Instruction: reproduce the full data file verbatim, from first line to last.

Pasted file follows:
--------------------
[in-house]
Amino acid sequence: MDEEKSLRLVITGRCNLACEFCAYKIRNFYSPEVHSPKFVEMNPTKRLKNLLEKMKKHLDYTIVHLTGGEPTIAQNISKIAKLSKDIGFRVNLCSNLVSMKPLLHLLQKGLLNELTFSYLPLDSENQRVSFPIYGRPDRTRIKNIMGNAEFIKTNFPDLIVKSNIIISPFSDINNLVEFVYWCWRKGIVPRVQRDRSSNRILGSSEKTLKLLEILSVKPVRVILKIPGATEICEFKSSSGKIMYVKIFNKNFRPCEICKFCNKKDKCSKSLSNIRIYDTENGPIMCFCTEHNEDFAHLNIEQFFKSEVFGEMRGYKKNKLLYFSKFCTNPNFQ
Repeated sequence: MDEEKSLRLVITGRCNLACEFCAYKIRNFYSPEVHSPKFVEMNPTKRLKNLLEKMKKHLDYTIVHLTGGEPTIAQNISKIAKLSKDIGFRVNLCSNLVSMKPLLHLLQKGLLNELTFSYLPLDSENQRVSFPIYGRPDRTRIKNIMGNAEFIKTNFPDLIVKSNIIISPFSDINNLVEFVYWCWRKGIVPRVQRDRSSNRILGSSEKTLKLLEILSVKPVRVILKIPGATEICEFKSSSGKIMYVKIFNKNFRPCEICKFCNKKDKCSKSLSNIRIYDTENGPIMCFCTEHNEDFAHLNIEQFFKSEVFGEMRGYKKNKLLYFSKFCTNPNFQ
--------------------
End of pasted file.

[in-house]
Amino acid sequence: MDEEKSLRLVITGRCNLACEFCAYKIRNFYSPEVHSPKFVEMNPTKRLKNLLEKMKKHLDYTIVHLTGGEPTIAQNISKIAKLSKDIGFRVNLCSNLVSMKPLLHLLQKGLLNELTFSYLPLDSENQRVSFPIYGRPDRTRIKNIMGNAEFIKTNFPDLIVKSNIIISPFSDINNLVEFVYWCWRKGIVPRVQRDRSSNRILGSSEKTLKLLEILSVKPVRVILKIPGATEICEFKSSSGKIMYVKIFNKNFRPCEICKFCNKKDKCSKSLSNIRIYDTENGPIMCFCTEHNEDFAHLNIEQFFKSEVFGEMRGYKKNKLLYFSKFCTNPNFQ
Repeated sequence: MDEEKSLRLVITGRCNLACEFCAYKIRNFYSPEVHSPKFVEMNPTKRLKNLLEKMKKHLDYTIVHLTGGEPTIAQNISKIAKLSKDIGFRVNLCSNLVSMKPLLHLLQKGLLNELTFSYLPLDSENQRVSFPIYGRPDRTRIKNIMGNAEFIKTNFPDLIVKSNIIISPFSDINNLVEFVYWCWRKGIVPRVQRDRSSNRILGSSEKTLKLLEILSVKPVRVILKIPGATEICEFKSSSGKIMYVKIFNKNFRPCEICKFCNKKDKCSKSLSNIRIYDTENGPIMCFCTEHNEDFAHLNIEQFFKSEVFGEMRGYKKNKLLYFSKFCTNPNFQ